A final outcome of industrialization is a loss of connectivity between a worker and her occupation. Because there is nothing that ties a worker to her labor, there is no longer a sense of self. Instead of being able to take pride in an identity such as being a watchmaker, automobile builder, or chef, a person is simply a cog in the machine. Taken as a whole, then, alienation in modern society means that an individual has no control over his life. Even in feudal societies, a person controlled the manner of his labor as to when and how it was carried out.

Emile Durkheim

But why, then, does the modern working class not rise up and rebel? Indeed, Marx predicted that this would be the ultimate outcome and collapse of capitalism. Another idea that Marx developed is the concept of false consciousness. In fact, it is the ideology of the dominant class here, the bourgeoisie capitalists that is imposed upon the proletariat. Ideas such as the emphasis of competition over cooperation, or of hard work being its own reward, clearly benefit the owners of industry.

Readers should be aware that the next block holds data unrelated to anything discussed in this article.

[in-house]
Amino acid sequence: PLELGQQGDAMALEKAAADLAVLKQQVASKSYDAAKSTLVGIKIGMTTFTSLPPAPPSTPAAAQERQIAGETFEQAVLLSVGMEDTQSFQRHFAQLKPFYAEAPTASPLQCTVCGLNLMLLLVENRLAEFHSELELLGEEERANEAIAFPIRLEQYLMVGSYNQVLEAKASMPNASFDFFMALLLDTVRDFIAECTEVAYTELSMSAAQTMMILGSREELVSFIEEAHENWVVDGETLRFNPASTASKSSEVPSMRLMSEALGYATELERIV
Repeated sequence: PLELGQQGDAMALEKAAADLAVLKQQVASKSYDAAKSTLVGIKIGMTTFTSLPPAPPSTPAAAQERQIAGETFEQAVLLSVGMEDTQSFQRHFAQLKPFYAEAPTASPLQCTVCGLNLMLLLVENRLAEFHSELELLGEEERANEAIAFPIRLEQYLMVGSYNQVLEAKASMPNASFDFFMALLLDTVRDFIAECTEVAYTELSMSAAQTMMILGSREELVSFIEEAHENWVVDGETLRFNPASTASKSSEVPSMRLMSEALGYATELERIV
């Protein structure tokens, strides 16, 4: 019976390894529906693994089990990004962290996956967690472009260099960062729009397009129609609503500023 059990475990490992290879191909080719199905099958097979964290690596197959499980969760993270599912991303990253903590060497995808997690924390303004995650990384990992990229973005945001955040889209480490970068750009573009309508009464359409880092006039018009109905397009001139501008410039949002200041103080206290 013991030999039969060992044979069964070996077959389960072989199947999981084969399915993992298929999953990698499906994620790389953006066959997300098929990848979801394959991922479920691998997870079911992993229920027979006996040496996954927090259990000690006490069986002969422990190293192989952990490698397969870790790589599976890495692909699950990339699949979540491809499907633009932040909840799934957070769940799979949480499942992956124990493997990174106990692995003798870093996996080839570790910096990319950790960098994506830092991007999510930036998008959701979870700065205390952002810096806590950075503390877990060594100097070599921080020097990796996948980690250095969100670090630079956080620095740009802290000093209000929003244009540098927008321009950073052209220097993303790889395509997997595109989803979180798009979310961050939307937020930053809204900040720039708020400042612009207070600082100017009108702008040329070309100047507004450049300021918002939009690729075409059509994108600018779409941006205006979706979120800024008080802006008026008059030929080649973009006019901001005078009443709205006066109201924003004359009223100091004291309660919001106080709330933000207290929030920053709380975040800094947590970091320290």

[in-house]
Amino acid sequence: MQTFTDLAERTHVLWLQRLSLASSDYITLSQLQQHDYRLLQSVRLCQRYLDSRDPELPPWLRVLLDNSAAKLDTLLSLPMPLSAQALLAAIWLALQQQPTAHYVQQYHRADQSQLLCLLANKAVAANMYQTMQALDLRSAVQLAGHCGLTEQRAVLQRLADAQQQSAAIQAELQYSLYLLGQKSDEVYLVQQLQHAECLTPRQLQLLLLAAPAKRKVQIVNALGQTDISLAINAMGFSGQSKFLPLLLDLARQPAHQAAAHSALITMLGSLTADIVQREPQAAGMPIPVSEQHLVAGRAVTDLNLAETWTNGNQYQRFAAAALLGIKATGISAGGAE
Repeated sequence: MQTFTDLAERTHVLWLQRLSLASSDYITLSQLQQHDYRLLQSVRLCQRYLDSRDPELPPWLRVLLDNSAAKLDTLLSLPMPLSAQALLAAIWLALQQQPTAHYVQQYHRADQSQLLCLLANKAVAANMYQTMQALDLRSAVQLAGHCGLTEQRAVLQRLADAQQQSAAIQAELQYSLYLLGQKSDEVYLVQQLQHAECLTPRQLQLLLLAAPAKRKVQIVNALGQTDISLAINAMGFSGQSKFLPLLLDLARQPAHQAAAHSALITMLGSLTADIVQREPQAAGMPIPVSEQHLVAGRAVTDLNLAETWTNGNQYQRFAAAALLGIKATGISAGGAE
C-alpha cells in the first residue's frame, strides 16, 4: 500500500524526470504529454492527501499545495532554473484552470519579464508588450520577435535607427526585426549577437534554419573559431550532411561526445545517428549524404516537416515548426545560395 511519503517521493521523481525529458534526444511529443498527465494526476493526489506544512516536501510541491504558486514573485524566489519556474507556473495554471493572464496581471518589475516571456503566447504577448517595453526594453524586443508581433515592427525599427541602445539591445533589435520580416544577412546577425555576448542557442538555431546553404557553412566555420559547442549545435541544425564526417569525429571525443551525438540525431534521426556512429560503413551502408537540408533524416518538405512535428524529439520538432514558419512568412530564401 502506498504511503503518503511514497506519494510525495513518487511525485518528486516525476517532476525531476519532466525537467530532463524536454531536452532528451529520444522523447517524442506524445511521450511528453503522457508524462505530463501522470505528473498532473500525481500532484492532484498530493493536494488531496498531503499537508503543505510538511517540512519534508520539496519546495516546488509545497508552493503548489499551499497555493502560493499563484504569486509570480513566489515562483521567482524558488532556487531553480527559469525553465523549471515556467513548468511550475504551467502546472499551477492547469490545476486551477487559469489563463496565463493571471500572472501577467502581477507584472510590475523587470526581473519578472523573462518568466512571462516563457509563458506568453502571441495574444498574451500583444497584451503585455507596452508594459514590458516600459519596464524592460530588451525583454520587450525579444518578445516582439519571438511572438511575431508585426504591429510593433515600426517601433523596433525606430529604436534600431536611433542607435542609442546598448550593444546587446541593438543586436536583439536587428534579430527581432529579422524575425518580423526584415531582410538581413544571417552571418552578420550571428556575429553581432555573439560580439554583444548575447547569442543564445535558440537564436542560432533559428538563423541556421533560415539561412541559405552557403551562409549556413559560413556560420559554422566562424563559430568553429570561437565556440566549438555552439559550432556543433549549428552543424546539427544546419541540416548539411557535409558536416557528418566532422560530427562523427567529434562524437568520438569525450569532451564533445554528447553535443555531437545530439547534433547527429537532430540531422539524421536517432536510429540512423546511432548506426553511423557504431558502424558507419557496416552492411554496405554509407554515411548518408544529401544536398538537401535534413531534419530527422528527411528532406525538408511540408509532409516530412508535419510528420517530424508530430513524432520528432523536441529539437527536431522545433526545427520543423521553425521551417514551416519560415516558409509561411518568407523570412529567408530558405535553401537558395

Therefore, workers are less likely to question their place in society and assume individual responsibility for existing conditions. Only once society entered this state of political consciousness would it be ready for a social revolution. While Karl Marx may be one of the best-known thinkers of the nineteenth century, Max Weber is certainly one of the greatest influences in the field of sociology. Like the other social thinkers discussed here, he was concerned with the important changes taking place in Western society with the advent of industrialization.

And, like Marx and Durkheim, he feared that industrialization would have negative effects on individuals. Similar to Marx, Weber saw class as economically determined.